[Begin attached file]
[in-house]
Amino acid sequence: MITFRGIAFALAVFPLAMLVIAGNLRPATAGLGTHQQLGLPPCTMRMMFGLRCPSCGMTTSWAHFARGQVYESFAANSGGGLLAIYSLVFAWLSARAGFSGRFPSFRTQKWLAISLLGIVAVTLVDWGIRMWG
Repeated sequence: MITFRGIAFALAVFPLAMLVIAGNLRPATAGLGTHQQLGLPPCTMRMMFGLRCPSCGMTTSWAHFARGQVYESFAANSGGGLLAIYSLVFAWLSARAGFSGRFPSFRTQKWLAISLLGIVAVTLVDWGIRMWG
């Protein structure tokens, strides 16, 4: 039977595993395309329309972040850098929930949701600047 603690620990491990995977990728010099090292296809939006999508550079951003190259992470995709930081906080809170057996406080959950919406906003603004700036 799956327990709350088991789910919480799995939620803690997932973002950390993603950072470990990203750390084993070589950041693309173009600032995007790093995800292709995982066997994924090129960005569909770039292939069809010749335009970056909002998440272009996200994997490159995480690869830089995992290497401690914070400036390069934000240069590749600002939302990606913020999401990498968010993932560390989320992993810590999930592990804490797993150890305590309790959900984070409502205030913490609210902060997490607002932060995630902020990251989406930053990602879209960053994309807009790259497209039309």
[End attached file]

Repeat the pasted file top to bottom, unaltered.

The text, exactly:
[in-house]
Amino acid sequence: MITFRGIAFALAVFPLAMLVIAGNLRPATAGLGTHQQLGLPPCTMRMMFGLRCPSCGMTTSWAHFARGQVYESFAANSGGGLLAIYSLVFAWLSARAGFSGRFPSFRTQKWLAISLLGIVAVTLVDWGIRMWG
Repeated sequence: MITFRGIAFALAVFPLAMLVIAGNLRPATAGLGTHQQLGLPPCTMRMMFGLRCPSCGMTTSWAHFARGQVYESFAANSGGGLLAIYSLVFAWLSARAGFSGRFPSFRTQKWLAISLLGIVAVTLVDWGIRMWG
């Protein structure tokens, strides 16, 4: 039977595993395309329309972040850098929930949701600047 603690620990491990995977990728010099090292296809939006999508550079951003190259992470995709930081906080809170057996406080959950919406906003603004700036 799956327990709350088991789910919480799995939620803690997932973002950390993603950072470990990203750390084993070589950041693309173009600032995007790093995800292709995982066997994924090129960005569909770039292939069809010749335009970056909002998440272009996200994997490159995480690869830089995992290497401690914070400036390069934000240069590749600002939302990606913020999401990498968010993932560390989320992993810590999930592990804490797993150890305590309790959900984070409502205030913490609210902060997490607002932060995630902020990251989406930053990602879209960053994309807009790259497209039309």